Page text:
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Ordnance Survey Letters by John O'Donovan and Eugene Curry, 1839
Parish of Kilfintanan (a)
This Parish which belongs to the Barony of Bunratty Lower, is bounded on the north by the Parish of Kilfinaghta; on the south by the River of Shannon, which divides it from the County of Limerick; on the east by the Parish of Killeely, and on the west by the Parishes of Kilfinaghta and Feenagh.
This Parish is called in Irish Cill Fintannain, which is understood to mean the Church of Saint Fintanán (diminutive of Fintan) but I do not find a Saint of this name mentioned in the Irish Calendar of the O’Clerys, nor is there any monument or tradition of him in the Parish except the name of the Church.
The old Church called Kilfintanan is in a state of great dilapidation. It was thirty two feet long, and sixteen feet six inches broad and the walls three feet thick. Of the side walls and east gable only four feet in height remain, and the west gable is destroyed down to the very foundation stones. The parts of the walls remaining look very old, being built of very large stones not laid in regular courses, and exhibiting the impress of time. No doorway or window remains.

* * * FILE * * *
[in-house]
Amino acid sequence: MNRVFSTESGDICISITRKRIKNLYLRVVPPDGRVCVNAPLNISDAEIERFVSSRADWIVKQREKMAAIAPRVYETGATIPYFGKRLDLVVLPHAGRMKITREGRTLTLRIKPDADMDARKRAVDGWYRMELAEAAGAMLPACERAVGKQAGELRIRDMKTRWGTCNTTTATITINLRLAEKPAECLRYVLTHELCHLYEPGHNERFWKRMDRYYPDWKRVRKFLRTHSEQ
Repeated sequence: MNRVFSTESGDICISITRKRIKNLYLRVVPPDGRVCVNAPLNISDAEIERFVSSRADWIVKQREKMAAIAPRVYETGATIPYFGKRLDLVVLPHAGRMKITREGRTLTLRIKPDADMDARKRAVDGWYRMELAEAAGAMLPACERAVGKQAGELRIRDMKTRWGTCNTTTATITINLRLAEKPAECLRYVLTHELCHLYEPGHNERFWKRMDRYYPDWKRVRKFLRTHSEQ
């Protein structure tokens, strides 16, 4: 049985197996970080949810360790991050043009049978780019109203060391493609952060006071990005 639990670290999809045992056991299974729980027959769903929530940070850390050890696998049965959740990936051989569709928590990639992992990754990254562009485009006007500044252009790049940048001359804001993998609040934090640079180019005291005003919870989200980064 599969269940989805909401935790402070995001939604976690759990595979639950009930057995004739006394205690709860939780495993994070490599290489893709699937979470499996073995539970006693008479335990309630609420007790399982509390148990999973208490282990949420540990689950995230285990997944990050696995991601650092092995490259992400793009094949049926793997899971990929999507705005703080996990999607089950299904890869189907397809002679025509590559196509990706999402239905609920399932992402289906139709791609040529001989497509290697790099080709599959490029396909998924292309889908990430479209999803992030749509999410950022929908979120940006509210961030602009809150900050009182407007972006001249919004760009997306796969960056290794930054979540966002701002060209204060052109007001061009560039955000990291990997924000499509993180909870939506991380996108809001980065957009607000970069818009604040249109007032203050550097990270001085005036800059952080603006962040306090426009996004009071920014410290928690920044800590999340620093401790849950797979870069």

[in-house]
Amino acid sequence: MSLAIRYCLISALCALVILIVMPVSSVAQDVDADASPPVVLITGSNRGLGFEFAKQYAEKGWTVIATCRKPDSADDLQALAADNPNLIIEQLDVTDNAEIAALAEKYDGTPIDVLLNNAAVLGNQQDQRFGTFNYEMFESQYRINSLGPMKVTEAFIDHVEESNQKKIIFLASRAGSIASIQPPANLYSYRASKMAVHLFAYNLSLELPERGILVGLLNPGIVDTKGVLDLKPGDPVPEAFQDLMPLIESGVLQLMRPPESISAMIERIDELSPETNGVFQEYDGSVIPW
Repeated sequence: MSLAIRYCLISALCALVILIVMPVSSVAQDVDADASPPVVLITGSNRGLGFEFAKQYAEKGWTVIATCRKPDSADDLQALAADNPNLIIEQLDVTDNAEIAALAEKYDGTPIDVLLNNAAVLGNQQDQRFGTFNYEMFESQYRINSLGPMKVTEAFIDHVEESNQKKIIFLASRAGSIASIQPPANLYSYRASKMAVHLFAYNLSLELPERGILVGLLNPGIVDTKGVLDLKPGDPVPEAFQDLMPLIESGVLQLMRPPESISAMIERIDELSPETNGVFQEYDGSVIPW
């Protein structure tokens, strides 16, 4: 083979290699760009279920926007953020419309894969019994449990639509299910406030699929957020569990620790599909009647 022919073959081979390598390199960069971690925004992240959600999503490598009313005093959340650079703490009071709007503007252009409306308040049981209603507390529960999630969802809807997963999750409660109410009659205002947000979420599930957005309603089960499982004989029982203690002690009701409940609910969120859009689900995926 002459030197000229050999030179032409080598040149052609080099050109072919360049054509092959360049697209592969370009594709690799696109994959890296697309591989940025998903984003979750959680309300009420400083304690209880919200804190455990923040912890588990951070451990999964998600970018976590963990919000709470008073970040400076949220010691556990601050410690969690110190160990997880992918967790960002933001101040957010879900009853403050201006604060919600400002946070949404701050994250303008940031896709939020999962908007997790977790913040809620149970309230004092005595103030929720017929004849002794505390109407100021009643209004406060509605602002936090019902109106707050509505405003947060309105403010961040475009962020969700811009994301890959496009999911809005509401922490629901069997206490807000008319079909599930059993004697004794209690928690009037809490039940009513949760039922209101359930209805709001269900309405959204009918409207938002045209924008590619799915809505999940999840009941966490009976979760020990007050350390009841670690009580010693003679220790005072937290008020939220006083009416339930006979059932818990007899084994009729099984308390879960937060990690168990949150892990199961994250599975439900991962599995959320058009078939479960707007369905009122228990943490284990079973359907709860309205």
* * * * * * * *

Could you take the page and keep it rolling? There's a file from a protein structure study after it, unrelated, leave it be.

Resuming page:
There is no graveyard attached to this ruin, but children and strangers are buried within it. There is no holy well in its vicinity, and no Saint’s Day is kept in the Parish.
In the south of the Townland of Ballinphonta in this Parish are the ruins of the Church of Croaghaun, measuring sixty five feet in length and twenty feet eight inches breadth. The west gable is destroyed down to its foundation. There is a breach in the south wall apparently where the doorway was. There is a pointed window in the same wall near the east gable measuring on the outside three feet four inches in height and seven inches in width. The east gable contains a pointed window, now much broken, measuring on the outside four feet ten inches in height and one foot seven inches in breadth.
There is a Pagan grave situated at the distance of four perches to the south of this Church called as usual, Leaba Dhiarmada agus Ghraine. There is nothing peculiar in its construction, it being as usual covered overhead with one large flag which slopes a little to the south-east.
In the Townland of Castle Quarter in this Parish, are the ruins of
a Castle called Baile an tSleibhe - Ballintlea, but I do not find
it set down under
in the College List, though shewn as a Castle on the engraved Map of the